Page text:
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5 Best New Scotches: October 2016

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The scotch industry may have been around for centuries, but that doesn’t mean it isn’t constantly coming up with new, exciting expressions. Every year, distilleries up and down Scotland release fresh drams to enjoy and indulge in, and this year has been no different. As the last few months of the year arrive, check out these five Scotch whiskys that are a cut above the rest.

1. Kilkerran 12 Year


With its roots in the historic whisky region of Campbeltown, this scotch ($45) is an exciting release from Glengyle Distillery. All previous releases from Glengyle have been adventurous and experimental, leading up to this, its first true distillery release. This expression will define the core, quintessential distillery character for years to come, but that doesn’t stop it from being an extraordinary malt. It’s made of first-fill former bourbon matured malt and some sherry cask matured malt, resulting in a sweet and fruity flavor profile.

The nose opens with a sweet and smooth aroma, filled with butterscotch and honey. There’s a slight salted air to the nose that has a more mellow background with some dried fruit coming through. On the palate, the smoothness takes on a vanilla note that develops into a delightfully warming cinnamon and pepper flavor. The pepper has a crisp texture to it that contrasts brilliantly with the zesty citrus fruits that come through as well. The finish is long and dry, with a deep peppery note that lasts throughout.

2. Glenfiddich 21 Year

This expression ($172) has an interesting journey behind it. The rum used to season the casks is made in the Caribbean, then the casks are shipped to Scotland, and the whisky filled into these casks is matured for six months.

As you’d expect, rum comes through immediately on the nose, with lots of brown sugar sweetness. There are also lots of thick and juicy fruit notes, including oranges and sultanas. These lend a citron zest to the dram. The sweetness is enhanced on the palate where the flavors are full of sweet toffee and caramel, with a mouthfeel to match. There are also distinct hints of apple and more oranges, with raisins and dried apricots in the background. The finish is long and has a wonderful brown sugary sweetness to it, with crisp green apples just underneath.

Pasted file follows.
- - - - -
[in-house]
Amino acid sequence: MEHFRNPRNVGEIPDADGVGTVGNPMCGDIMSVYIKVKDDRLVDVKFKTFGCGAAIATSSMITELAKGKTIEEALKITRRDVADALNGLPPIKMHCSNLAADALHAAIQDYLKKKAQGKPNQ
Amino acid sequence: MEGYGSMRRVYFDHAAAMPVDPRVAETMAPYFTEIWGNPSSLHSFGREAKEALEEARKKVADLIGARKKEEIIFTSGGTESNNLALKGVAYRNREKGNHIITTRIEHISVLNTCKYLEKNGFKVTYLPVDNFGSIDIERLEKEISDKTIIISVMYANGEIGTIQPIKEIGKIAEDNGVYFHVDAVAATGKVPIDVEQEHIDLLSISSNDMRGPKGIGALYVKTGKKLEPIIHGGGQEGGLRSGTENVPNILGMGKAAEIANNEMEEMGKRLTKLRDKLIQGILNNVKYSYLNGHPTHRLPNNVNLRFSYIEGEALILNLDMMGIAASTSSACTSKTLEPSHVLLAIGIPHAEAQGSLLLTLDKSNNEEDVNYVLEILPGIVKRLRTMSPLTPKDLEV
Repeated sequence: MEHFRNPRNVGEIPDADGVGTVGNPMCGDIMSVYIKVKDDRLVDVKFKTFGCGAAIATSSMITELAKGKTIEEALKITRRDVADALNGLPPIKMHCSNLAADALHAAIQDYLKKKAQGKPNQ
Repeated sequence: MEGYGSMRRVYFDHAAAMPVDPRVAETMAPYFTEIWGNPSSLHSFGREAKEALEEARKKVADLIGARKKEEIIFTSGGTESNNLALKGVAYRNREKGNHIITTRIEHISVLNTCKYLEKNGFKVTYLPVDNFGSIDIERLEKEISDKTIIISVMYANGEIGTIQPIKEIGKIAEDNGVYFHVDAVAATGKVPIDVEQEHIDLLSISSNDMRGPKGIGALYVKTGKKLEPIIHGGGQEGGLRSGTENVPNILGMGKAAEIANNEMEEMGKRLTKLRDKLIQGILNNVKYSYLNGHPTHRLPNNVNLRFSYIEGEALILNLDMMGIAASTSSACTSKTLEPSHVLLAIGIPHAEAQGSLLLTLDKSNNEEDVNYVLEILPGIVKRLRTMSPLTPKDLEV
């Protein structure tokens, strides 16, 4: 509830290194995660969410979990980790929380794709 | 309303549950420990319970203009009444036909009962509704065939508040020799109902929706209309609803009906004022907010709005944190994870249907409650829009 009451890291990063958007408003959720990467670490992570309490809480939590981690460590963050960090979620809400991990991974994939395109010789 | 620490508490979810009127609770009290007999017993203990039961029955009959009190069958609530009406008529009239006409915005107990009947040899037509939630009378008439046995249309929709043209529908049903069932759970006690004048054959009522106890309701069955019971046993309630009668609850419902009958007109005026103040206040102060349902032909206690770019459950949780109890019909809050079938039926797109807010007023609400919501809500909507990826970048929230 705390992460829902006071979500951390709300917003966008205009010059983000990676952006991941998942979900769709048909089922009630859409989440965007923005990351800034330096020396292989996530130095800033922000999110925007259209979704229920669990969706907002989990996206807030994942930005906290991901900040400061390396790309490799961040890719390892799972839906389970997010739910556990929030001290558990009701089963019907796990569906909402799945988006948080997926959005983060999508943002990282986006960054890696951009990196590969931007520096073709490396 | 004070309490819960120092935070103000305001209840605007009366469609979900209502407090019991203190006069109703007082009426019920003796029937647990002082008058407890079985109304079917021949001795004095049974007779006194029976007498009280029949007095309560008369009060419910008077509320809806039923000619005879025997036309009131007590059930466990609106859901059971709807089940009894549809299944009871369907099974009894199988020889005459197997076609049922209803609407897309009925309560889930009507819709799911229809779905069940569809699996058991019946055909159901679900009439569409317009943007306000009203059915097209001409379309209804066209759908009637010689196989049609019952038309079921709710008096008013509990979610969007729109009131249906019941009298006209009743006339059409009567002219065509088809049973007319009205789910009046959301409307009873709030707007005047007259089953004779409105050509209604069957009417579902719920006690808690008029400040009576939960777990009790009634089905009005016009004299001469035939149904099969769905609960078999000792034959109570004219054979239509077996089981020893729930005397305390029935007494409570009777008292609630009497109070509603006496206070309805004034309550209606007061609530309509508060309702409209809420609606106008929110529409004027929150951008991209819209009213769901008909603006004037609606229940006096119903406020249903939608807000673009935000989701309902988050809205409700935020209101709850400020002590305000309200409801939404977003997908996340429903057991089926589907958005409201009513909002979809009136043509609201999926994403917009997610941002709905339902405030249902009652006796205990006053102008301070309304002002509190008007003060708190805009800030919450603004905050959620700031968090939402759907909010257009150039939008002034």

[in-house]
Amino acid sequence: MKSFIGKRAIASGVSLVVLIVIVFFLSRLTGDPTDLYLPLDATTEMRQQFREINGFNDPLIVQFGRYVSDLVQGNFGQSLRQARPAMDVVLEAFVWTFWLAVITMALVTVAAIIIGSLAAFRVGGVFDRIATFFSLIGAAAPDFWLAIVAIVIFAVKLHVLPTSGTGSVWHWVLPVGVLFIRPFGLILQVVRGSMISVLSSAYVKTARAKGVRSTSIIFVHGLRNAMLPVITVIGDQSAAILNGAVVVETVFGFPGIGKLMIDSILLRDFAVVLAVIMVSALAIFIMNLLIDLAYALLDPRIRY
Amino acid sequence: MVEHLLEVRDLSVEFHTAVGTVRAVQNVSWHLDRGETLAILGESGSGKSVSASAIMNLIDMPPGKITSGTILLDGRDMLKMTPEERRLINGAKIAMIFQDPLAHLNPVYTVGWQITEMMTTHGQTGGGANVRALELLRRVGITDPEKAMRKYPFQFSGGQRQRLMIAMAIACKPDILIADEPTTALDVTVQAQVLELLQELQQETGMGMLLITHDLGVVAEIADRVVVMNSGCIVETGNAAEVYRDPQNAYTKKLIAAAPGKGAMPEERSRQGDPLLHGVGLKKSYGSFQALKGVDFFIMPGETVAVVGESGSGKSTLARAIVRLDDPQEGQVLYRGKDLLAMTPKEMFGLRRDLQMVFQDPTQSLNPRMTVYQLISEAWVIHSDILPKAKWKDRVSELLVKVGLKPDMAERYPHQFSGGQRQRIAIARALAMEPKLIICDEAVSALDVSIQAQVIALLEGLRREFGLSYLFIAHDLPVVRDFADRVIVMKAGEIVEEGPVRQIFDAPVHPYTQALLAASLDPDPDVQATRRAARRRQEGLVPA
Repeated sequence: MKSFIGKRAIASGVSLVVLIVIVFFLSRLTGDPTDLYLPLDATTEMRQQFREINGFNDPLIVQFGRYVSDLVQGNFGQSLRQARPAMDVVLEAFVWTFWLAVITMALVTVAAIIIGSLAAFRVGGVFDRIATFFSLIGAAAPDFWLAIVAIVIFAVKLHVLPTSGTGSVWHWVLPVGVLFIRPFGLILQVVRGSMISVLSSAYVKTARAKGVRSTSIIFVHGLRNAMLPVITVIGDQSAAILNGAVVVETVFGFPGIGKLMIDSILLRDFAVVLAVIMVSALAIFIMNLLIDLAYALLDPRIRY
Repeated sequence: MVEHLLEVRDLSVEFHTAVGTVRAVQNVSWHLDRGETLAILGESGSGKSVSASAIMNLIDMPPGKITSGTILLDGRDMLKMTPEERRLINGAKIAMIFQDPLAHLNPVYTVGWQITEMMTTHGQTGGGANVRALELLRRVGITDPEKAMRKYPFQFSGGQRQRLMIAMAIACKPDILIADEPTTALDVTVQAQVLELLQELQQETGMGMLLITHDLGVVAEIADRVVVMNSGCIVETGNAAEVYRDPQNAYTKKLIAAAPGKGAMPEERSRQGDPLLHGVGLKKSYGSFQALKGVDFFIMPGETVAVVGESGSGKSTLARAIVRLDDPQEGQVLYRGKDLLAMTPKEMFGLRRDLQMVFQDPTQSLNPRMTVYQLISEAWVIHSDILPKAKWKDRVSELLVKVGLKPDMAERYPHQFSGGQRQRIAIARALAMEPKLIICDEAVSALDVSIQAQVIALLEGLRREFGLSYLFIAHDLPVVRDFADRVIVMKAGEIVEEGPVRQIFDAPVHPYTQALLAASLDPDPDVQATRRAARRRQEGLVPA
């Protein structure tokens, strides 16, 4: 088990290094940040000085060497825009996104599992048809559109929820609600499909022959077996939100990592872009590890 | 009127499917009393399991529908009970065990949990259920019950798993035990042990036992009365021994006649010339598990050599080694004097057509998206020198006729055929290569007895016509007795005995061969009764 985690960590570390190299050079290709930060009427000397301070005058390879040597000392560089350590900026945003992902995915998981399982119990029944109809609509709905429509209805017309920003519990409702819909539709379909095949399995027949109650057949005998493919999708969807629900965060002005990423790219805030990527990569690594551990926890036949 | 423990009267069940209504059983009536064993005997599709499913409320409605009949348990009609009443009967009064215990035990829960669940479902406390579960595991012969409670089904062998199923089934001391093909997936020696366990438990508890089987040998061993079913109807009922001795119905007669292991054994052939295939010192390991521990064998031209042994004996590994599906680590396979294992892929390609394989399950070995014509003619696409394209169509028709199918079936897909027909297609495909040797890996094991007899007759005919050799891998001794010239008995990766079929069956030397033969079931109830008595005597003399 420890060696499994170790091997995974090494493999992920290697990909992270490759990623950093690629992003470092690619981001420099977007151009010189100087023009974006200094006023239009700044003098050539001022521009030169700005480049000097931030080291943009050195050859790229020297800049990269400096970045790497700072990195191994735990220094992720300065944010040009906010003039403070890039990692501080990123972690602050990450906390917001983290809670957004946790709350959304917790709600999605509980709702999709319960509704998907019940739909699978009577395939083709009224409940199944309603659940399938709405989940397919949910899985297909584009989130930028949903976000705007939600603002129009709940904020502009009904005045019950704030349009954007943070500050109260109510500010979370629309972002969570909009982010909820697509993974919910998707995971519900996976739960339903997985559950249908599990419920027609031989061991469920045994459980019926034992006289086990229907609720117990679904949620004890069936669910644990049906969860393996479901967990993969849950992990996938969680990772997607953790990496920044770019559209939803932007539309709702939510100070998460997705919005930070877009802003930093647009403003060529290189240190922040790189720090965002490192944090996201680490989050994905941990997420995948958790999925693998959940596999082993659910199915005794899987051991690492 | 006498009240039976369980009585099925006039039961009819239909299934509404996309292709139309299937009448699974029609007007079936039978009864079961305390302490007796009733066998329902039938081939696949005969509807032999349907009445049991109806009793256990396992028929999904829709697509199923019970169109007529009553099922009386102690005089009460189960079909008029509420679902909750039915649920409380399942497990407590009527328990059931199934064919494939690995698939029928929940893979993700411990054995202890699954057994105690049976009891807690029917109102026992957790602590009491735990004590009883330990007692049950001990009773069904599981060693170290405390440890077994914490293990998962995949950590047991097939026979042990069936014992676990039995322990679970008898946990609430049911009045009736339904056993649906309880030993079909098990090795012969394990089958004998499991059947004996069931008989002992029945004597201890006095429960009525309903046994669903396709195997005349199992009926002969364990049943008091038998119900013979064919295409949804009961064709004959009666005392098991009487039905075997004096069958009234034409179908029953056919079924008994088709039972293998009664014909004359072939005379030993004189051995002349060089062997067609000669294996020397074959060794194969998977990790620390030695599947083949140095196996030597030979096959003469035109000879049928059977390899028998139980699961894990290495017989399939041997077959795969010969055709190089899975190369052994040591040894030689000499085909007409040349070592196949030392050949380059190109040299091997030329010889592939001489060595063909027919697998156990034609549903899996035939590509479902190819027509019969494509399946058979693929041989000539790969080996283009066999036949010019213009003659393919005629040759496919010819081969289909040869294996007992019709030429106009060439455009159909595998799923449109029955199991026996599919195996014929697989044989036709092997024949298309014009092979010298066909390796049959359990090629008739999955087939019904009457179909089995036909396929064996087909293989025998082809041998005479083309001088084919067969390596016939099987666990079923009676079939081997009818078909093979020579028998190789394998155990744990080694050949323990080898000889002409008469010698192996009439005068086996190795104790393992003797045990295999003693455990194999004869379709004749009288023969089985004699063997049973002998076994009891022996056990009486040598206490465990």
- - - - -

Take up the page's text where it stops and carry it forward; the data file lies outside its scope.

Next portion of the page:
3. Haig Club Clubman

Coming off the back of the success of Haig Club, this second release ($30) of Diageo’s single-grain malt is set to be aimed at a younger audience with a cheaper price tag. Clubman has been distilled at Cameronbridge Distillery and has been matured in former bourbon casks.

The nose is sweet, with lots of vanilla and caramel coming through. There’s a slightly nutty note to it but ultimately a lot of creamy, smooth vanilla and toffee. On the palate, the vanilla is developed in two directions, with a slightly oak hint and a honeyed note as well. The oak becomes slightly spicy and is joined by some orange zest. The vanilla makes for a wonderfully creamy mouthfeel. The oak spices grow as the flavor develops into the finish.

4. Glenfarclas 30 Year

This scotch ($450) is a heavily sherried expression coming out of one of the best distilleries in Speyside. It’s also one of the oldest distilled at Glenfarclas, reaching back at least two generations of the family who own the distillery.

The sherry is evident from the very beginning, with lots of sweet dried fruits on the nose. It’s a wonderfully complex dram, with lots of tastes to decipher. There’s also a great malty undertone to the nose. These flavors become bolder on the palate, with all the signs of a moist Christmas cake, including dried fruits and sherry spices. There’s a great nuttiness to the palate, with sweet nuts such as pecans and almonds mixing in with the dried fruits perfectly. The finish is long and lasting, leaving you with delicate notes of cinnamon and raisins.

5. The Glenlivet Cipher

The Glenlivet has done this kind of thing before: It releases an expression with no age, no tasting notes, no cask information and in a jet-black bottle. Then it was called Alpha, now it’s called Cipher ($120). On the nose, there’s lots of honey, with hints of spice, while on the palate, it’s creamy and smooth, with flavors of ginger, fresh apples and citrus. The medium finish is sweet with hints of fruit.

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